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myra Salcedo

Artist brings da Vinci bridge vision to UTPB
Span would be only the second ‘Leonardo Bridge’ in the world
By Ginger Pope
Odessa American
The artist and architect worlds combined Tuesday to ask the question: What would Leonardo da Vinci do if he were to build a bridge in West Texas?
That question came after officials with the University of Texas of the Permian Basin announced that UTPB will be the only North American site of a bridge designed by Leonardo da Vinci, nearly 500 years ago.
Best known for his painting “Mona Lisa,” Italian artist da Vinci was also a scientist. In 1502 he designed plans for a bridge to be built in modern-day Istanbul, Turkey, but because of its complex nature the bridge never came about.
Norwegian artist Vebjørn Sand has made it his personal crusade to share da Vinci’s designs with the world.
“I saw a model of Leonardo’s bridge in 1996 and completely fell in love with the beauty, design and graceful vision Leonardo had,” Sand said. “He wanted to be the bridge builder of his time and age.”
So on Tuesday, Sand along with Dan Hart, an architect with Odessa’s Parkhill, Smith and Cooper, premiered their vision. The two will determine how best to design a pedestrian bridge for West Texas, but still keep the unique da Vinci design.
“As an artist I have the responsibility to keep the beauty and dignity, grace and design as I first saw it,” Sand said.
Sand collaborated with the Norwegian Transportation Ministry to build the first Leonardo Bridge in Oslo, Norway in 2001. His goal is now to have one constructed on each continent.
Sand enlisted the help of Melinda Iverson, international projects liaison with Brickfish Creative Services, to embark on this quest. Odessa is the first North American community to really commit to the project.
On Tuesday both Sand and Hart said they wonder how da Vinci would react to all the building materials now available.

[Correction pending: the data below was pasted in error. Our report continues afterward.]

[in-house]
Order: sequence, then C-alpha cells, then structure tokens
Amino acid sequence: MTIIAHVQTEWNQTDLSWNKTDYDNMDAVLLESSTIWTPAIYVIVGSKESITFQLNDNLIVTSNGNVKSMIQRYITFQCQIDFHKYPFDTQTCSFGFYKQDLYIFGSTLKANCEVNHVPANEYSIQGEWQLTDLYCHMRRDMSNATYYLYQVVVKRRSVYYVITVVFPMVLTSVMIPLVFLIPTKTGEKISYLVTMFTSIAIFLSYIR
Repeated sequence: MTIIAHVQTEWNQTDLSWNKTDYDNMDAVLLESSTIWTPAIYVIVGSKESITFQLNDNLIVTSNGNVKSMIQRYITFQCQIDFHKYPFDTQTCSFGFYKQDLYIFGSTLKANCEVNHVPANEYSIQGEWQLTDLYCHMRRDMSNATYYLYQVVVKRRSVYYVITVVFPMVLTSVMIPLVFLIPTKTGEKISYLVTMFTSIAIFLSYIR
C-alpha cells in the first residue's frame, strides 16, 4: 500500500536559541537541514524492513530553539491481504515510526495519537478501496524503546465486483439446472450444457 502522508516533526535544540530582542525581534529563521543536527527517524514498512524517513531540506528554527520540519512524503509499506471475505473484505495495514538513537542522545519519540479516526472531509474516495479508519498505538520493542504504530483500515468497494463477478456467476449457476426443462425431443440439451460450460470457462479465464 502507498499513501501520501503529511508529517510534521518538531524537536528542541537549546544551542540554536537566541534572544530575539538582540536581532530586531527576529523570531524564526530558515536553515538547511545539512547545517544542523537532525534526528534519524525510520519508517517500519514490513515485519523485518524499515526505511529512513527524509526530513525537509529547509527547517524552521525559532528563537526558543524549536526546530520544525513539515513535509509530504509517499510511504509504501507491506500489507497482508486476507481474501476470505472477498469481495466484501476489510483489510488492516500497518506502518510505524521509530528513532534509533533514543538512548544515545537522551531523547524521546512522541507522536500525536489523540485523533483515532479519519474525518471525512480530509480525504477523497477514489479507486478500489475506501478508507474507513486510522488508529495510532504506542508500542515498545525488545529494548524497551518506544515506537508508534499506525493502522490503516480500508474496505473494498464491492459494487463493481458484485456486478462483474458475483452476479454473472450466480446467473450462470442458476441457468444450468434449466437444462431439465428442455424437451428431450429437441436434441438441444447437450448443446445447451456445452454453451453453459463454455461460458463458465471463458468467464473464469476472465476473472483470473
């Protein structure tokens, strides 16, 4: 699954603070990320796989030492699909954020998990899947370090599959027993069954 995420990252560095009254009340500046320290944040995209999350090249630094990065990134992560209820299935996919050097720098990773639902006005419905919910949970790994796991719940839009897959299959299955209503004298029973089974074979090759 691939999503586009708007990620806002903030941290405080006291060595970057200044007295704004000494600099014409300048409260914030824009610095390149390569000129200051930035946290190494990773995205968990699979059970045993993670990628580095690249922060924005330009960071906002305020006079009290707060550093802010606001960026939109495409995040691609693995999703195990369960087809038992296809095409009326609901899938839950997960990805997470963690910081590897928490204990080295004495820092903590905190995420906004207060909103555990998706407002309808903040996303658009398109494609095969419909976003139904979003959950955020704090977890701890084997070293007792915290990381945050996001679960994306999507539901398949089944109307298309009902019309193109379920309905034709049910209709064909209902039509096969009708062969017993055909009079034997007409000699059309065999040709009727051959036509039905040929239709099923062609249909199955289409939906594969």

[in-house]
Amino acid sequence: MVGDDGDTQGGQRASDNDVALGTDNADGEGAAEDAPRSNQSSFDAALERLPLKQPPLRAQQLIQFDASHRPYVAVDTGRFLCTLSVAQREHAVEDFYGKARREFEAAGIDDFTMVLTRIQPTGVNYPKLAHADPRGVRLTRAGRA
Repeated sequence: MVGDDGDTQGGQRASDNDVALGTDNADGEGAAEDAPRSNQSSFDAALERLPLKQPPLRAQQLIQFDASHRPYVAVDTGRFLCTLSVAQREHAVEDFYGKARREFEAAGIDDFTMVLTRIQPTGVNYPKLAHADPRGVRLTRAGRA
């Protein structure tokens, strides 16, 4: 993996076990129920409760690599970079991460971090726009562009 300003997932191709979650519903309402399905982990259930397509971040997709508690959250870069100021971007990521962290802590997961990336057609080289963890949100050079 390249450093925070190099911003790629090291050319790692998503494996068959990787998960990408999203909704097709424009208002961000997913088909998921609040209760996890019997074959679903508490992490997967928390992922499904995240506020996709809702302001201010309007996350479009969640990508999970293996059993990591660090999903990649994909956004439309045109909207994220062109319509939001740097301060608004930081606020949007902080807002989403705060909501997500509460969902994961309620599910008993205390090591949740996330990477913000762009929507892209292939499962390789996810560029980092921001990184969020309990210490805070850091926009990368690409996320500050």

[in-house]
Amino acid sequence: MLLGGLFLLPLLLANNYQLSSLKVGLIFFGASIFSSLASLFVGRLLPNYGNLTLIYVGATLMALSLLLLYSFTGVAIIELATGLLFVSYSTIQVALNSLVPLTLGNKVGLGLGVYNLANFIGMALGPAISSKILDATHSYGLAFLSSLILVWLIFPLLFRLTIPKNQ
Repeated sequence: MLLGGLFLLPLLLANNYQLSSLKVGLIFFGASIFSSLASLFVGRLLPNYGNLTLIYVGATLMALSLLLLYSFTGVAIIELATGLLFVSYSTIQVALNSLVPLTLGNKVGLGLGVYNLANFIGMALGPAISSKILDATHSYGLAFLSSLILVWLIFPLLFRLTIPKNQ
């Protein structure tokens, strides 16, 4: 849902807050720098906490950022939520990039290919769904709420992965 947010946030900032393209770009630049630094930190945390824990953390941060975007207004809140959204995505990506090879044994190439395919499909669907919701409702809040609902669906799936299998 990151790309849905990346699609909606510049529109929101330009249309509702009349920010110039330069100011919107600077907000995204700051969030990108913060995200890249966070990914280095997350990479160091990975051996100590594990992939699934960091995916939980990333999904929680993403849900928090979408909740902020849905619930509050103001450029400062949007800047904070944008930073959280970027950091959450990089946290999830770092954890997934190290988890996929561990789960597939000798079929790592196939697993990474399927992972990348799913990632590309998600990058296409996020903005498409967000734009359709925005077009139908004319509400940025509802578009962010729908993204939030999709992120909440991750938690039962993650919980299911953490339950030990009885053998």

“What would Bach have done with today’s synthesizers,” Hart said. “What would da Vinci do with the materials available today.”
A bridge at UTPB might combine steel with the natural limestone unique to Texas.
Hart said there are two possible sites for the bridge, each one bearing different costs.
One site would be over the south entrance to the campus. The bridge would have an 8 0-foot span over the entrance with a total span of 200 feet. The cost would be about $1.5 million, Hart said.
The second site would be over the arroyo, or a ditch area, near the fire station on the southeast end of the campus, he said. The bridge span over the ditch area would be 40 feet, while the total span would be 100 feet. The costs of this bridge would be about $400,000.
The only jump UTPB has on funding this project is the $40,000 grant from the Texas Parks and Wildlife. UTPB submitted a grant proposal for improvements to the three-mile trail around the campus. The bridge will be part of those improvements.
The university is on the hunt for more funding. Kay Bivens with the Institutional Advancement Office will be accepting any donations for the project.
Rick Dempsey, assistant vice president for UTPB physical plant, said once officials decide where to build the bridge it would take about six months to a year to finish the project. The site could be determined by this summer.
To help steer the project, UTPB has developed Team da Vinci with representatives from the Odessa art community, UTPB and architects Parkhill, Cooper and Smith.
Crystal Barrios, a junior UTPB math major, attended the press event because she said she was unsure of the idea for the bridge.
“At first I was skeptical, but now I love it,” Barrios said. “I now think it’s a great attraction to UTPB. So many people use that walkway and it will be unique to us.”
Barrios said like any other student she is concerned with how the university spends money, but she is hopeful that the community will chip in on the cost.
Chris Stanley, chairman of UTPB Arts and Humanities, said the project will be used as a teaching tool for UTPB students and could possibly draw in tourism. “Just think of the line of brown (tourism) signs coming into Odessa,” he said. “How could you not pull off?”

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